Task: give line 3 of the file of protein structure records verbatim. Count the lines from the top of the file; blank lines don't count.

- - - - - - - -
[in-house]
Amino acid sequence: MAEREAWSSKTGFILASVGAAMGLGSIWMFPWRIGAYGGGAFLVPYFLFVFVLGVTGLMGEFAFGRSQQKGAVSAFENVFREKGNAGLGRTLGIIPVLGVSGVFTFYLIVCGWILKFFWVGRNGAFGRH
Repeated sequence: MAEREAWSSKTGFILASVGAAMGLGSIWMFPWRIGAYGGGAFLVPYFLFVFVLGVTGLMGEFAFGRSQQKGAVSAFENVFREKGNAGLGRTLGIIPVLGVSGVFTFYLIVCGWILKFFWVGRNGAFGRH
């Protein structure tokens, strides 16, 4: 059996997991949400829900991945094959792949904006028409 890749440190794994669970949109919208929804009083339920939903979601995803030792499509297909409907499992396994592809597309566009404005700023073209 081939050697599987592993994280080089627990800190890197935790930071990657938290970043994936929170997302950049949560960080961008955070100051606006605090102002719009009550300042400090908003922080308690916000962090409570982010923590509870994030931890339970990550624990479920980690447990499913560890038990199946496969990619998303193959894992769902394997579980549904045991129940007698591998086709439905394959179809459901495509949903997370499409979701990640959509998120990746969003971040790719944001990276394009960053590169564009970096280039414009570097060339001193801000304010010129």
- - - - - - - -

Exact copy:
Repeated sequence: MAEREAWSSKTGFILASVGAAMGLGSIWMFPWRIGAYGGGAFLVPYFLFVFVLGVTGLMGEFAFGRSQQKGAVSAFENVFREKGNAGLGRTLGIIPVLGVSGVFTFYLIVCGWILKFFWVGRNGAFGRH